The outback is dotted with lonely pubs, many of them legendary. Their names drip off the tongue: Oodnadatta, Tibooburra, Innamincka, Birdsville and Tilpa. They are quirky, much-loved institutions, small oases where the long distance traveller can find companionship, fuel, cold beer and meals. There is nothing better than arriving at one after a long day’s driving along red dust roads.
One thing they nearly all have in common is their meals. They’re usually a straight up and down affair based around grills with chips. Even a side of fresh salad might be asking too much in some of the remotest parts. This is the sort of food I had Charlie serve to English aristocrat Jon, a man used to dining in the finest restaurants.
However there are outback pubs that are turning that often dismal dining experience on its ear. Take the Prairie Hotel at remote Parachilna in South Australia’s spectacular Flinders Ranges. They have made a specialty of cooking wild animals: kangaroo, camel and emu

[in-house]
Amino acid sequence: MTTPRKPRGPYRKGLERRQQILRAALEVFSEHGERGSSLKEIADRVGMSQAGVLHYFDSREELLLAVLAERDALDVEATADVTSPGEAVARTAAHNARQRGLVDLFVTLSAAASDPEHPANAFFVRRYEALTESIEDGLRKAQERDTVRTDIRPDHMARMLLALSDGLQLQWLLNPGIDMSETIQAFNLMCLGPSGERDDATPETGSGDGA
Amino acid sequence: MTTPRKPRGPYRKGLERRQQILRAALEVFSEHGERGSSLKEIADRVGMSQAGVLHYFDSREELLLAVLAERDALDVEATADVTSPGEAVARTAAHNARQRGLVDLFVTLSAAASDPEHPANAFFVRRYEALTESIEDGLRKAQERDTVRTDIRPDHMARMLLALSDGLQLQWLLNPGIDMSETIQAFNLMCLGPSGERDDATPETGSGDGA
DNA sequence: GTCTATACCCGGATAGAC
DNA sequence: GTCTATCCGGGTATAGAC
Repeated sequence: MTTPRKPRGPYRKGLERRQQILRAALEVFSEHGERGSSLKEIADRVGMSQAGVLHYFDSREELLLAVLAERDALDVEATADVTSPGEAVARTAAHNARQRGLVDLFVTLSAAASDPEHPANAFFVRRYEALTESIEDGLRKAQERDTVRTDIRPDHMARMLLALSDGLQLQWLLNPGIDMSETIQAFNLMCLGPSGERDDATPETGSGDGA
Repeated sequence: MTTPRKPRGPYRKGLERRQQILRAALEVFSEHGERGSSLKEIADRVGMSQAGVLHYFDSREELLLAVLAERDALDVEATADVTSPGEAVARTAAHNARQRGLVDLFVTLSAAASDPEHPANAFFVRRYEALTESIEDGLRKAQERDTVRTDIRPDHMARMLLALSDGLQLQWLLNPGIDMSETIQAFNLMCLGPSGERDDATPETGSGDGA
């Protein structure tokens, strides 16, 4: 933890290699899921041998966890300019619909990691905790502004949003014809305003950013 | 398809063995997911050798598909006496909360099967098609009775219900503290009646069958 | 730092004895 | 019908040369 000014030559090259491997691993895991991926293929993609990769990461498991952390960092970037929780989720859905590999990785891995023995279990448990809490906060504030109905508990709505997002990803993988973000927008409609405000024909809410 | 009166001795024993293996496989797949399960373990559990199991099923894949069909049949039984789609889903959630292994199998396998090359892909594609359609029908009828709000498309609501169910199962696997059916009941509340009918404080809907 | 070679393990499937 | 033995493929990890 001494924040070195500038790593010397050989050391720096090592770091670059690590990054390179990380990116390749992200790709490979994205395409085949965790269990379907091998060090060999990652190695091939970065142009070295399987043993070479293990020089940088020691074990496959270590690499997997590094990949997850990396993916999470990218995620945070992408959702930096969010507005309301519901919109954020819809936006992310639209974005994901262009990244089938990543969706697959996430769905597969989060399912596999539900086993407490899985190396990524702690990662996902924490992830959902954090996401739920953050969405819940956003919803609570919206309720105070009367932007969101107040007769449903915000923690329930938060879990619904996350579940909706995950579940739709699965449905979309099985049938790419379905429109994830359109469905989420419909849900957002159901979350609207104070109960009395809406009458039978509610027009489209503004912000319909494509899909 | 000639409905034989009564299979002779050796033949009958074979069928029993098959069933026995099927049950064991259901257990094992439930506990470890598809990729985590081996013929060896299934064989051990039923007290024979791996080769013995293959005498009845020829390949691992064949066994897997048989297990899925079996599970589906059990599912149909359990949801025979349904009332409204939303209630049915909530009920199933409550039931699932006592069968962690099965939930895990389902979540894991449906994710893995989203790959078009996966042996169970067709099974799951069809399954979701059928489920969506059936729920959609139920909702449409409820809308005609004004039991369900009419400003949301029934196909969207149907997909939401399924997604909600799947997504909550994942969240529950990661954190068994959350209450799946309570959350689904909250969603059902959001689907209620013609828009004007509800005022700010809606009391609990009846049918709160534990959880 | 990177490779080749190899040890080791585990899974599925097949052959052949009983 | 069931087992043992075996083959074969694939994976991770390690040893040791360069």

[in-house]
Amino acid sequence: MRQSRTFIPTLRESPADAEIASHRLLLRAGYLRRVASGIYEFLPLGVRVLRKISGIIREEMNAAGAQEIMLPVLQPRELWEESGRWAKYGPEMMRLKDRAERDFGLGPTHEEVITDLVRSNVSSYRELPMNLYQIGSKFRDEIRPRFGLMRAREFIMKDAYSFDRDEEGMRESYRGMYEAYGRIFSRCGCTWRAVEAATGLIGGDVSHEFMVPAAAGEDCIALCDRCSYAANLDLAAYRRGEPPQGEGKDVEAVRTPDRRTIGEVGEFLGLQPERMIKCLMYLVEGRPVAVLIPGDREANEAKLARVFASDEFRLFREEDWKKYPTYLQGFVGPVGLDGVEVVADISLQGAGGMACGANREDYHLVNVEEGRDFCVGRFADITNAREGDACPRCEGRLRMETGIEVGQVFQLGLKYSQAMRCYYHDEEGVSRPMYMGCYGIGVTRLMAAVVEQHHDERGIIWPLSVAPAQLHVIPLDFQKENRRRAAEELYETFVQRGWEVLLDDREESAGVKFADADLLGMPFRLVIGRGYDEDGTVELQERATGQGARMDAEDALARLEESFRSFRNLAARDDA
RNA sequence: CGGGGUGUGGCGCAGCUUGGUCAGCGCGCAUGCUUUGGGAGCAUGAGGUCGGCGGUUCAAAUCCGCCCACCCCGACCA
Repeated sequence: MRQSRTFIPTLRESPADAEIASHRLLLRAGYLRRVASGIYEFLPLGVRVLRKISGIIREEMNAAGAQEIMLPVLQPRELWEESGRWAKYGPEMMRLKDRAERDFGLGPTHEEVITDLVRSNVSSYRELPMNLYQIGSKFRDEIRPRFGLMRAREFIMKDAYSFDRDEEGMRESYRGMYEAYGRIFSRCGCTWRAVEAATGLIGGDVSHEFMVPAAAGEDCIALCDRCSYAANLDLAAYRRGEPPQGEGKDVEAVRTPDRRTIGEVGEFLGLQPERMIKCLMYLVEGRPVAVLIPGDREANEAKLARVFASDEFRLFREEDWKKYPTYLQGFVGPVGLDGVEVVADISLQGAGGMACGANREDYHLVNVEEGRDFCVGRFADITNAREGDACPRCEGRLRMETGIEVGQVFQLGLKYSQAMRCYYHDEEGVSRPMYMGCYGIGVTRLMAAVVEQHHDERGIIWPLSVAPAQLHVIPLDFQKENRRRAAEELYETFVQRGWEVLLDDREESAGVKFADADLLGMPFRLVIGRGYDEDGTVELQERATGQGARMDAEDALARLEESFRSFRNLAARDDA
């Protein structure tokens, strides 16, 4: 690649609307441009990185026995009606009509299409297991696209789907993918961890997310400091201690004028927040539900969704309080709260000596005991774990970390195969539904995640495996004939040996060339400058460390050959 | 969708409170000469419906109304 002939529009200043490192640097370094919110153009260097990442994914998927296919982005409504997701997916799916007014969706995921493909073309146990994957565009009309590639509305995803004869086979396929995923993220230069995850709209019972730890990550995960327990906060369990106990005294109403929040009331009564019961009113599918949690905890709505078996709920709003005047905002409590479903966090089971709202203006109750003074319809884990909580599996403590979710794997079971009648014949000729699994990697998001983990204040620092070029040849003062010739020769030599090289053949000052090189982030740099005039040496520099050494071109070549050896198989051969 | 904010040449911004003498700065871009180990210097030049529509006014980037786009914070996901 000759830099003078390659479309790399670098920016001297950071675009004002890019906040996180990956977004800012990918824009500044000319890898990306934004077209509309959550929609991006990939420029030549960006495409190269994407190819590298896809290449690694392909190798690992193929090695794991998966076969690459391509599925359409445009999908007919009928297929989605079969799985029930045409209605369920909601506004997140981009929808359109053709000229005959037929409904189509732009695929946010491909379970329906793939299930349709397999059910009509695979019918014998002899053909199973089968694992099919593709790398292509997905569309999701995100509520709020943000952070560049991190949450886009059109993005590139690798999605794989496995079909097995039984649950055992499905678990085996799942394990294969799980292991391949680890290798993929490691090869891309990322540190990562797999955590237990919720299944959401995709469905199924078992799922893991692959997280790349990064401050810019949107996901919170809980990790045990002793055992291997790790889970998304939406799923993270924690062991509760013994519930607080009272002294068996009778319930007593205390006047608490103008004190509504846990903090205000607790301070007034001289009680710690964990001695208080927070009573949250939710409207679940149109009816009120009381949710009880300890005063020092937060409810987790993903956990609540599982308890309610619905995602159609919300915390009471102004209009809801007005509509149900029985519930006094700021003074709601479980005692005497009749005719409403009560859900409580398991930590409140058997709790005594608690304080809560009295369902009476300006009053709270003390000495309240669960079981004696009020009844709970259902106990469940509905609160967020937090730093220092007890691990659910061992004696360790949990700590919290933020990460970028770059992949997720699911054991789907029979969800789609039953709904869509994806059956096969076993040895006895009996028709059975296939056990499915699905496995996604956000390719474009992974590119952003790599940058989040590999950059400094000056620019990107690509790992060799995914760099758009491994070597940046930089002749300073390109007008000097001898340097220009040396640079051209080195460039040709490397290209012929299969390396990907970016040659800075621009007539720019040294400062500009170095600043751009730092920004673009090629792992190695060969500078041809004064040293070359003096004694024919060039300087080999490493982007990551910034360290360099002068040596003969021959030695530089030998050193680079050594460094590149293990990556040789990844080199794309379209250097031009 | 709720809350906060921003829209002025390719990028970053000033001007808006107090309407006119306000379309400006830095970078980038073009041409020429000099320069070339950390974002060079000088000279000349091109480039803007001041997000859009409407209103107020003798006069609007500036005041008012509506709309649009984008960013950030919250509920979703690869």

Although we know that kangaroo is a meat that’s lean and high in protein, I have to confess I find it hard to sit down to a meal of it. I have no problem with baby veal or suckling pig so it’s not the ‘cuteness’ factor that makes me squirm.
So what’s my problem?
Maybe it’s because it’s wild food but I love field mushrooms and wild greens, quandongs and saltbush. But at Parachilna it’s not about wild. They call their offerings ‘feral’.
A short trip through their menu gives us emu liver paté, smoked kangaroo, kangaroo tail ragout, camel sausage and emu fillet mignon. And to be fair, they are exquisitely prepared and served with a style more fitting a trendy inner urban restaurant.
All of this is good. Ecologists stress that eating sustainably resourced indigenous animals takes demand from farmed introduced species which are far more destructive to the habitat. I need to broaden my culinary horizons.
I’m heading out to Parachilna again in 6 weeks and I’m determined to try the tasting plate.
But what about you? What’s the most unusual wild food you’ve eaten and where was it?
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